The whole time we were there, Paul was in the corner of the garage engrossed in some work on his laptop.  He finally came over and apologized again for taking so much of our time.  (I didn’t care; I was enjoying myself.)  He went on to say something to Jen and Sidney but I don’t remember it at all, cause he turned to me and said “the D.P. likes you and I’m pretty sure you’re in since you look just like him.”  My mind raced in 10 different directions as he left the garage to go up the hill to the set.  At that point I had every right to celebrate but I held back until I had a “for sure” from somebody.

It was going on 6:00 when a couple vans pulled up and unloaded a bunch of extras.  People dressed in “MISSING – AMY DUNNE” t-shirts with Rosamund’s face on it.  They were covered in burs and had just come from shooting in an unmowed field up over the hill.  We talked with a few of them about what it was like, and then waited some more… more waiting, always waiting…

Ryan eventually ran down the hill (he ran up and down that hill around a dozen times while we were there, poor guy) and told us to come up to talk to Paul again.  We went up there and he asked Ryan to give us a crash course on the stand-in job.  Paul walked away for a minute and Ryan got through maybe one sentence before he came back and said “ok, so you know what stand-ins do now?”  We all laughed.  Then out of nowhere he looked at me and goes, “you’re good to go.”  …Yeeeaaaaa!!!!

“We still don’t know about you girls; we’ll have to call you either tonight or tomorrow with our decision.  Now, are all three of you available to drive to Carbondale Sunday night and work Monday, Tuesday, Wednesday, Thursday, have Friday off, then work Saturday?”  Hum.  That is a crapload of school to skip… but I nodded, cause really, what would anyone have done at that point?  I’m GOOD TO GO here people!  The girls said yes as well, and with that, we were sent back down with the blessing to leave.

Of course, as soon as we got back to the green room area they blocked the street cause it was sunset and time to film the kids riding their bikes in the street… Ryan told us to just get in a van and tell the driver to pull out as soon as the road opened back up.  So we hung out in the van til 7:45 or so.  We heard snippets of what was going on on the set intermittently through the driver’s radio.  Apparently there was a group of cars trying to get into the subdivision to go to a birthday party.  Haha, suckers.  Finally, we heard those magic words, “THAT’S A WRAP.”  Crew members spilled down the hill, and Mollie the A.D. piled into our van along with a two kid extras’ grandmas and two camera guys.  She gave the driver the signal to get us the hell out of there, and off we went.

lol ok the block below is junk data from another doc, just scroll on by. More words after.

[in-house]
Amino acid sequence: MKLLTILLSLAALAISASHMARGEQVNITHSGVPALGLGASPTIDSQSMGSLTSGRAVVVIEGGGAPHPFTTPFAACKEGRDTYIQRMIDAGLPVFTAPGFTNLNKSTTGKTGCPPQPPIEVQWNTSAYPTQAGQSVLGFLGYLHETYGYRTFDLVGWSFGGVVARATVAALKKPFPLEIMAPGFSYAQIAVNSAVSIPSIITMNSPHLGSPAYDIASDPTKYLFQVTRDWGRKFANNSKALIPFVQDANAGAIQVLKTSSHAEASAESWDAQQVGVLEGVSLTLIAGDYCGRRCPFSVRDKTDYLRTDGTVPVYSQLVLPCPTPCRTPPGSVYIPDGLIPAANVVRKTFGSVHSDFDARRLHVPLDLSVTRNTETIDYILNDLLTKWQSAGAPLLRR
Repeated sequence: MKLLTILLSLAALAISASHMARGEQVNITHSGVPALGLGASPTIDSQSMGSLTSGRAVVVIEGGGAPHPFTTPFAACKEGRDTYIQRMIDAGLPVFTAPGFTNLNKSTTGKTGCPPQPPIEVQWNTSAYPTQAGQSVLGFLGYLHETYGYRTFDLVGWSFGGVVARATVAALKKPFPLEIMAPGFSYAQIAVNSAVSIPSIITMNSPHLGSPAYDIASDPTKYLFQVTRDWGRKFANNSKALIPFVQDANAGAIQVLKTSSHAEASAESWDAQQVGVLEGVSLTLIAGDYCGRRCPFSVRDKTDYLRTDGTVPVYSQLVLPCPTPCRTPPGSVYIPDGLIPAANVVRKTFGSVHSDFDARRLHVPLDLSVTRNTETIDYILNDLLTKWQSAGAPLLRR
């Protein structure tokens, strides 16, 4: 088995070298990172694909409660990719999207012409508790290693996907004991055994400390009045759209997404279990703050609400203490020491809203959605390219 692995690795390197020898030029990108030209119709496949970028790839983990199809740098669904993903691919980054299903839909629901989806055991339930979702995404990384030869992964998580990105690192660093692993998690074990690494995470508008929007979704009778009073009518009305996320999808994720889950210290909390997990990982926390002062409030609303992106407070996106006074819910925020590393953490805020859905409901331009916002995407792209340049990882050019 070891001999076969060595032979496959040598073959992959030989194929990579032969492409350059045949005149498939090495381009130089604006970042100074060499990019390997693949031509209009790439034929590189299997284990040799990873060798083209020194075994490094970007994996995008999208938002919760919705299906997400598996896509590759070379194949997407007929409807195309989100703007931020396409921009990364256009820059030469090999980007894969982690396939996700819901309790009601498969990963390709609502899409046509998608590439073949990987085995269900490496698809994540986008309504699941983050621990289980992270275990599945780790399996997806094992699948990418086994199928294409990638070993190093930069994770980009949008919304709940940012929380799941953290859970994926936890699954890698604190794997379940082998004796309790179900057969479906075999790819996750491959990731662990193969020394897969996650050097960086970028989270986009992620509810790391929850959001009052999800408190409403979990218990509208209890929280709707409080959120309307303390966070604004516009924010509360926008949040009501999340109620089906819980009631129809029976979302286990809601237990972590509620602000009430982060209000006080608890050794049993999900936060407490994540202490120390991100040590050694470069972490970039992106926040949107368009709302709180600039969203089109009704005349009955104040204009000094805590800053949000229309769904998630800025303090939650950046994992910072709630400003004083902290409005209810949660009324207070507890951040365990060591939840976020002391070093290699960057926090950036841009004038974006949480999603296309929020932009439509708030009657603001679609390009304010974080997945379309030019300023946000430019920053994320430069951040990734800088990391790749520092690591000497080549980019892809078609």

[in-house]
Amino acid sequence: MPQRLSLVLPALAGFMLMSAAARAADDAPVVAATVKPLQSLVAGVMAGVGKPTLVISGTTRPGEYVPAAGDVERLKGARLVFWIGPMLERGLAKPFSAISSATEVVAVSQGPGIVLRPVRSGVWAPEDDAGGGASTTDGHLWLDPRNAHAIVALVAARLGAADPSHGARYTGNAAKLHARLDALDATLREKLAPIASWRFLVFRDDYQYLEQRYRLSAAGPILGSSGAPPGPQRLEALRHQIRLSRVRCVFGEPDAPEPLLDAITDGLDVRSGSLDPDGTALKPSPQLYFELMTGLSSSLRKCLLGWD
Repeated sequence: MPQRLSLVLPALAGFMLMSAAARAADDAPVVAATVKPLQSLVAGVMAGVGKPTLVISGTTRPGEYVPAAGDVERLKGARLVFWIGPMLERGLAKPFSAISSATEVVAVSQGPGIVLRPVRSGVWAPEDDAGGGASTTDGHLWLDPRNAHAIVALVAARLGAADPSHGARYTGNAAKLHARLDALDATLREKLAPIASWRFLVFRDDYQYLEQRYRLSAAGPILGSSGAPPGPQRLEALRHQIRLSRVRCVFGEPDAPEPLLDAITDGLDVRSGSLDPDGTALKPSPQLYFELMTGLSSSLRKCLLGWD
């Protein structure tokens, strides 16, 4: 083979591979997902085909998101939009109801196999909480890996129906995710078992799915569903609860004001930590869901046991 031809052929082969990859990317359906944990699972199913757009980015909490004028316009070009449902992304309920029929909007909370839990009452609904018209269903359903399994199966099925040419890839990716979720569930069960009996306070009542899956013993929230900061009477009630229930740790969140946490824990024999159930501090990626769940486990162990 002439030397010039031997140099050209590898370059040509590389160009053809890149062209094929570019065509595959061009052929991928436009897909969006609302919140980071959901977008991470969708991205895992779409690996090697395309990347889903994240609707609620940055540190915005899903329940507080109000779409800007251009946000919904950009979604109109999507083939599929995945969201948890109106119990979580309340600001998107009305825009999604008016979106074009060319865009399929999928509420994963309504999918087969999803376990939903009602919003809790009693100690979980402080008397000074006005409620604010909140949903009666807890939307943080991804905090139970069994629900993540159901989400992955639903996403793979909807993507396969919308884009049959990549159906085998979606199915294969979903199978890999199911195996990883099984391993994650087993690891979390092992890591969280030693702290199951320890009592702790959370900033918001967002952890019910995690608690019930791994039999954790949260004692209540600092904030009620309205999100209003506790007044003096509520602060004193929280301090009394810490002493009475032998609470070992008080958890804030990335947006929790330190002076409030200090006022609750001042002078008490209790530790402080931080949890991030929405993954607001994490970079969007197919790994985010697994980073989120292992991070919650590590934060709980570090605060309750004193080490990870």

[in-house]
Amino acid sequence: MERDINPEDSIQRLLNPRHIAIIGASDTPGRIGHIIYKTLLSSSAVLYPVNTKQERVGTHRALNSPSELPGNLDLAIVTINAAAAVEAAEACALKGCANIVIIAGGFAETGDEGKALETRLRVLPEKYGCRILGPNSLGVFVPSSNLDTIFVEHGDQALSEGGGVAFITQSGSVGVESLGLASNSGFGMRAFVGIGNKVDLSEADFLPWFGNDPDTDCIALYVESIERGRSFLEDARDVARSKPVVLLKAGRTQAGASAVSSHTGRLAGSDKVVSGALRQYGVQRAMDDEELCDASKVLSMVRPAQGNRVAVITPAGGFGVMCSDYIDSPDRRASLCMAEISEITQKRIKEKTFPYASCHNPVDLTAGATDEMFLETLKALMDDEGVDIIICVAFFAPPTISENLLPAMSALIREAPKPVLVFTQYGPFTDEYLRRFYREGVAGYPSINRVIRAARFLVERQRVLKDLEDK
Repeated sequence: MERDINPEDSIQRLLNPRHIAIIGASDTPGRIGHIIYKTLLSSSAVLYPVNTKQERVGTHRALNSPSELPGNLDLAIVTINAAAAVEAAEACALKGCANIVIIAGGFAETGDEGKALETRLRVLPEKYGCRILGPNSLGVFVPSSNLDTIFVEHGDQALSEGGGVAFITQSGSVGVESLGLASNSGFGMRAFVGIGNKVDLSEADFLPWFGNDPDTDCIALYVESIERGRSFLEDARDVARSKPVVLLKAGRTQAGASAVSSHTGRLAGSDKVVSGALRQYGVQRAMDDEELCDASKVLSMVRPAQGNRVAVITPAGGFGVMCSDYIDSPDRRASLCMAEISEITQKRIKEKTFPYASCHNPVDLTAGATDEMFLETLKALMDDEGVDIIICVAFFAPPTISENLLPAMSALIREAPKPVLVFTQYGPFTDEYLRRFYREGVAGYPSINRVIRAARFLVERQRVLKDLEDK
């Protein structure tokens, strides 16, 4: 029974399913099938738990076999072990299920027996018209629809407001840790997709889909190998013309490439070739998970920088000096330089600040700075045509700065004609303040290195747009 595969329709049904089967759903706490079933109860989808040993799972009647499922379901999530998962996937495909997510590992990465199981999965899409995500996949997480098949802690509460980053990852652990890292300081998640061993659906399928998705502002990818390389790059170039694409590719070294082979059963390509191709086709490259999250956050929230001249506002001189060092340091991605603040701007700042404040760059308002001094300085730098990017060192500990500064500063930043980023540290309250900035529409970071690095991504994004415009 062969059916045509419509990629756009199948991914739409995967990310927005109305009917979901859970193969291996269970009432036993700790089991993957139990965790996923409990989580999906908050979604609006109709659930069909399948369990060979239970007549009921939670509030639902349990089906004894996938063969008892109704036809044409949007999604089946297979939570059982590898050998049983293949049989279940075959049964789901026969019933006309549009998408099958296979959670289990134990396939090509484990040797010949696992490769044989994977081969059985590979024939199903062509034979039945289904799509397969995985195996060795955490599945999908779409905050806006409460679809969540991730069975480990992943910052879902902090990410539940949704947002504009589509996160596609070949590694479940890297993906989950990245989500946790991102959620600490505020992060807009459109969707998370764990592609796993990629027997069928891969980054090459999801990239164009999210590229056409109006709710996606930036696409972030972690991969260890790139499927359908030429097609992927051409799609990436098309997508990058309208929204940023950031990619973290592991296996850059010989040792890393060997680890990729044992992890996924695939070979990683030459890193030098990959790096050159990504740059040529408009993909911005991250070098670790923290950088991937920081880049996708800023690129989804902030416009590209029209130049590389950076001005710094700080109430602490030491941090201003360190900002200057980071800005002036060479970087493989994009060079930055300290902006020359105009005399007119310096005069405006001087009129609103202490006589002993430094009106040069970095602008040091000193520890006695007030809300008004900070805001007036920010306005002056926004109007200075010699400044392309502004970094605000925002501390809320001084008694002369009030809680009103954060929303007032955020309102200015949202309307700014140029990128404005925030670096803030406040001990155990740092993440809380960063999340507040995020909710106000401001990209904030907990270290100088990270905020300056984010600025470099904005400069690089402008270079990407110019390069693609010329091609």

So here I am now, in Carbondale, having nearly finished the last of my homework that’s due this week… one more assignment to hopefully finish after breakfast tomorrow.  My professors seem to be cool with me missing class since I’ve notified them of the extraordinary circumstances and am able to do all my classwork remotely.  Well, except my physics lab Tuesday.  That one I will sacrifice to the homework gods in exchange for this experience.

At 8:30am I’m to report to the van fleet to be taken to the set.  For real.  As a person who is actually supposed to be there.  But now I must sleep.

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How things got started pt.1

A few weeks ago they advertised a public audition for Extra roles in Gone Girl.  It was at the Rose Theater on Southeast Missouri State University’s campus.  It ran all day Saturday and attracted around 1400 people.

Erika and her co-worker Whitney were quite excited at the possibility of being cast as an extra in the film.  They made plans to audition and of course I went along with them.  I couldn’t imagine how a mass public “audition” could work, and it indeed was as simple as I guessed.  We stood in line for about an hour until we finally made our way backstage to an area where we gave the casting company staff our info sheet and they took our pictures with an iPhone.  Not much to it.

A week or two went by and we started hearing about people getting called.  Unfortunately none of the three of us were called about a role.  Oh well.  The opportunity just to participate in the audition was a neat experience.

Thursday, September 5th, I got a call from a number I didn’t recognize.  I let it go to voice mail as usual.  I was at work anyway.  A bit later I listened to the message and, though barely able to hear the message through the garbled static of the caller’s bad signal, could tell it was from a girl from the casting company and that she wanted me to come in for an interview the next day.  She left her phone number, of which I could make out 6 digits.  I correctly guessed the 7th digit the second time I tried to call, and thankfully had a clearer connection to facilitate an understandable conversation.  The interview was at 1:00 the next day at the Drury Lodge.  I didn’t have to wear anything special, just show up.